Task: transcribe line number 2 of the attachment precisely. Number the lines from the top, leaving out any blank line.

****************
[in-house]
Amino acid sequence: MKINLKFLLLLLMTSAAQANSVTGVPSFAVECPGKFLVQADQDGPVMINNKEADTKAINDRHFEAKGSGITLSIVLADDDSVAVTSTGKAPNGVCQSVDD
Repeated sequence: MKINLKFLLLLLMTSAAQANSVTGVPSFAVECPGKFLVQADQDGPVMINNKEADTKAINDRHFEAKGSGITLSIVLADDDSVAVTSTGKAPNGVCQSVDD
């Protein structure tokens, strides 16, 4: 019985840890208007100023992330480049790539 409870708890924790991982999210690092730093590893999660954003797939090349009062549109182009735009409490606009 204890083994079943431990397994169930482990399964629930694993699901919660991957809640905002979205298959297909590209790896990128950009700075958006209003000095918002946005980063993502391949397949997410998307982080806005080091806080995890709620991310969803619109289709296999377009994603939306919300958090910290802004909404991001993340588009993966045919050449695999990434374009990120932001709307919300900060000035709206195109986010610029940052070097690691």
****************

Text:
Amino acid sequence: MKINLKFLLLLLMTSAAQANSVTGVPSFAVECPGKFLVQADQDGPVMINNKEADTKAINDRHFEAKGSGITLSIVLADDDSVAVTSTGKAPNGVCQSVDD